January 8, 2013
On a flight from Reykjavik bound for New York last Thursday, an unruly
passenger was zip-tied and duct-taped to his seat as well as across his
mouth. According to a report by CNN.com, flight staff restrained the
passenger who was "hitting, screaming and spitting at other passengers,
while yelling profanities," the airline spokesperson told CNN. The use of
duct tape and plastic zip-ties as restraints was standard protocol for the
Can airline staff legally restrain unruly passengers aboard flights? The
answer is yes. If the passenger is jeopardizing the safety of crew or other
passengers and received warnings to cease their behavior, and/or the
passenger is/has committed a crime, flight personnel may restrain the
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With no police in the air, airline staff are responsible for flight safety.
If a passenger becomes unruly and use of force or restraint is necessary,
flight crew and even other passengers themselves have worked together to
keep troublesome fliers under control. Once the passenger has been
restrained, local authorities are contact by flight staff to take over upon
Although reports of airline misconduct certainly resonate with passengers, a
report from NASA's AMES Research Center detailing instances of disruptive
customers on flights show just what airline staff have to put up with on a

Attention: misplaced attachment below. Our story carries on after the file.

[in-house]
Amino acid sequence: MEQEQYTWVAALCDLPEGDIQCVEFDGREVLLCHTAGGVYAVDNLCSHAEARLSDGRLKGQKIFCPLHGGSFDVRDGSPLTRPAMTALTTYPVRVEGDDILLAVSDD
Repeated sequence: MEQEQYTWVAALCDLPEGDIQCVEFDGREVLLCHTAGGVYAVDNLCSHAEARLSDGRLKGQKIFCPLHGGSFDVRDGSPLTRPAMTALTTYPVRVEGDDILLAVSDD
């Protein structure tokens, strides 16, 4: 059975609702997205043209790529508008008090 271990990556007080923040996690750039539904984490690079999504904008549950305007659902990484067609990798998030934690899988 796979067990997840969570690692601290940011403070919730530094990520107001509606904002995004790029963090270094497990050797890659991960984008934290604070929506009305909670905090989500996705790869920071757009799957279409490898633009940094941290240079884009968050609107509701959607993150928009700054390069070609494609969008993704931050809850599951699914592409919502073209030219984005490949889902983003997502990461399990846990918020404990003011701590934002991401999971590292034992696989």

bad day. Within the reports, flight attendants in particular have dealt with
everything from dog attacks, passenger violence, theft and more. In
response, passengers have been restrained and even handcuffed for the
duration of flights.
As shown by the flight aboard Iceland Air, international flight crews are
also able to detain passengers. Transportation bureaus in nations outside
the United States provide their own guidelines for dealing with such
troublemakers. Transport Canada, for example, has a brochure (PDF) for how
flight crew should deal with unruly passengers, explaining that "use of
force" should be the last available option and describing how attendants can
collect evidence if a crime has been committed.
Private associations of airline personnel also issue their own guidelines to
crew members for dealing with disruptive fliers. The U.K. Flight Safety
Commission, for example, assembled an extensive guide (PDF) for dealing with
problem passengers, including tips for preventing an incident and detailing
different approaches for different situations.
When flight crew do resort to restraining passengers physically, it tends to
be for extreme situations, as was the case with the Iceland Air flight.
Last September, a passenger aboard a United flight was restrained with belts
after repeatedly sexually harassing and attempting to assault women aboard
the flight. The following month, a drunk man coming off a 50-day bender was
restrained aboard a flight after attempting to open the airplane door during
Flight crew can be equipped with handcuffs or other restraints, but the
Iceland Air flight wasn't the first time that attendants have had to get
creative. In 2008, a woman bound for a flight to North Carolina was duct-
taped after she began physically assault crew and other passengers, and
ankle cuffs failed to restrain her sufficiently.
Although these episodes may make the situation appear as though disruptive
customers are increasingly common, according to the Federal Aviation
Administration, instances of unruly passengers have decreased to 131 in 2011
, down from a high of 330 in 2004.